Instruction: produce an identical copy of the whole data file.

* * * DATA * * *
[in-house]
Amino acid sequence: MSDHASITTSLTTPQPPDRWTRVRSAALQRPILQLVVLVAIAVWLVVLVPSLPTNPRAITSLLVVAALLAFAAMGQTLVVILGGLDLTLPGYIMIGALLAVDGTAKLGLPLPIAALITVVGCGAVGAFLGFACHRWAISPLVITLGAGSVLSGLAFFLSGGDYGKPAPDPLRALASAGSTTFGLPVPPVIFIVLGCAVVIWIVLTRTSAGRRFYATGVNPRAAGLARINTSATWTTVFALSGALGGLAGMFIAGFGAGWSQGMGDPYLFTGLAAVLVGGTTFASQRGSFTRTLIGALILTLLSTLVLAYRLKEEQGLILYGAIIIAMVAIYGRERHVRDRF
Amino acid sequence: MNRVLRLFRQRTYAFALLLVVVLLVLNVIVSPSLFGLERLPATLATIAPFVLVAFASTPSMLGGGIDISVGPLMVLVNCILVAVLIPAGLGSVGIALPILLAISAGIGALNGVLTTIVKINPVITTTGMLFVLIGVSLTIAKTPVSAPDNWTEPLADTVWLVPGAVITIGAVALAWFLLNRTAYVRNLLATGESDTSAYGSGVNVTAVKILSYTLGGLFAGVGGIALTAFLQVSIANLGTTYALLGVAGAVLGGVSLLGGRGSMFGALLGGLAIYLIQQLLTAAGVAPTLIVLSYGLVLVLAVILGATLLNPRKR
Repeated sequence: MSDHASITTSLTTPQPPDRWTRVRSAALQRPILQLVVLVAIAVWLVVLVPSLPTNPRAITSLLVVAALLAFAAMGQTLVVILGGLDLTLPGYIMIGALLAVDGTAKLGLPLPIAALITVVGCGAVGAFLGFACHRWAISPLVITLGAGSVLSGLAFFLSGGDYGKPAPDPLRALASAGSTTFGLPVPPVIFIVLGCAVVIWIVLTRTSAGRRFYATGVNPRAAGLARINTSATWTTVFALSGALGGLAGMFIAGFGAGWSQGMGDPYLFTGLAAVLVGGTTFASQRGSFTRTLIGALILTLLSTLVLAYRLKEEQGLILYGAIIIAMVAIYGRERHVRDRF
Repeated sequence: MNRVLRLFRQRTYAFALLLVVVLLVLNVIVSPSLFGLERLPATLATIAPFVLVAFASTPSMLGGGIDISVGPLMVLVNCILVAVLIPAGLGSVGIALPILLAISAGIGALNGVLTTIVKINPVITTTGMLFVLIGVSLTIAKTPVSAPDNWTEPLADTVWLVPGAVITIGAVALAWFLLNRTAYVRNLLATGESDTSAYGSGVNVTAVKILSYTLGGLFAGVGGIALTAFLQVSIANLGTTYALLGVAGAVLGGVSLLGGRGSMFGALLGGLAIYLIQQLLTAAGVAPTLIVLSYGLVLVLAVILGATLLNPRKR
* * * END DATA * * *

[in-house]
Amino acid sequence: MSDHASITTSLTTPQPPDRWTRVRSAALQRPILQLVVLVAIAVWLVVLVPSLPTNPRAITSLLVVAALLAFAAMGQTLVVILGGLDLTLPGYIMIGALLAVDGTAKLGLPLPIAALITVVGCGAVGAFLGFACHRWAISPLVITLGAGSVLSGLAFFLSGGDYGKPAPDPLRALASAGSTTFGLPVPPVIFIVLGCAVVIWIVLTRTSAGRRFYATGVNPRAAGLARINTSATWTTVFALSGALGGLAGMFIAGFGAGWSQGMGDPYLFTGLAAVLVGGTTFASQRGSFTRTLIGALILTLLSTLVLAYRLKEEQGLILYGAIIIAMVAIYGRERHVRDRF
Amino acid sequence: MNRVLRLFRQRTYAFALLLVVVLLVLNVIVSPSLFGLERLPATLATIAPFVLVAFASTPSMLGGGIDISVGPLMVLVNCILVAVLIPAGLGSVGIALPILLAISAGIGALNGVLTTIVKINPVITTTGMLFVLIGVSLTIAKTPVSAPDNWTEPLADTVWLVPGAVITIGAVALAWFLLNRTAYVRNLLATGESDTSAYGSGVNVTAVKILSYTLGGLFAGVGGIALTAFLQVSIANLGTTYALLGVAGAVLGGVSLLGGRGSMFGALLGGLAIYLIQQLLTAAGVAPTLIVLSYGLVLVLAVILGATLLNPRKR
Repeated sequence: MSDHASITTSLTTPQPPDRWTRVRSAALQRPILQLVVLVAIAVWLVVLVPSLPTNPRAITSLLVVAALLAFAAMGQTLVVILGGLDLTLPGYIMIGALLAVDGTAKLGLPLPIAALITVVGCGAVGAFLGFACHRWAISPLVITLGAGSVLSGLAFFLSGGDYGKPAPDPLRALASAGSTTFGLPVPPVIFIVLGCAVVIWIVLTRTSAGRRFYATGVNPRAAGLARINTSATWTTVFALSGALGGLAGMFIAGFGAGWSQGMGDPYLFTGLAAVLVGGTTFASQRGSFTRTLIGALILTLLSTLVLAYRLKEEQGLILYGAIIIAMVAIYGRERHVRDRF
Repeated sequence: MNRVLRLFRQRTYAFALLLVVVLLVLNVIVSPSLFGLERLPATLATIAPFVLVAFASTPSMLGGGIDISVGPLMVLVNCILVAVLIPAGLGSVGIALPILLAISAGIGALNGVLTTIVKINPVITTTGMLFVLIGVSLTIAKTPVSAPDNWTEPLADTVWLVPGAVITIGAVALAWFLLNRTAYVRNLLATGESDTSAYGSGVNVTAVKILSYTLGGLFAGVGGIALTAFLQVSIANLGTTYALLGVAGAVLGGVSLLGGRGSMFGALLGGLAIYLIQQLLTAAGVAPTLIVLSYGLVLVLAVILGATLLNPRKR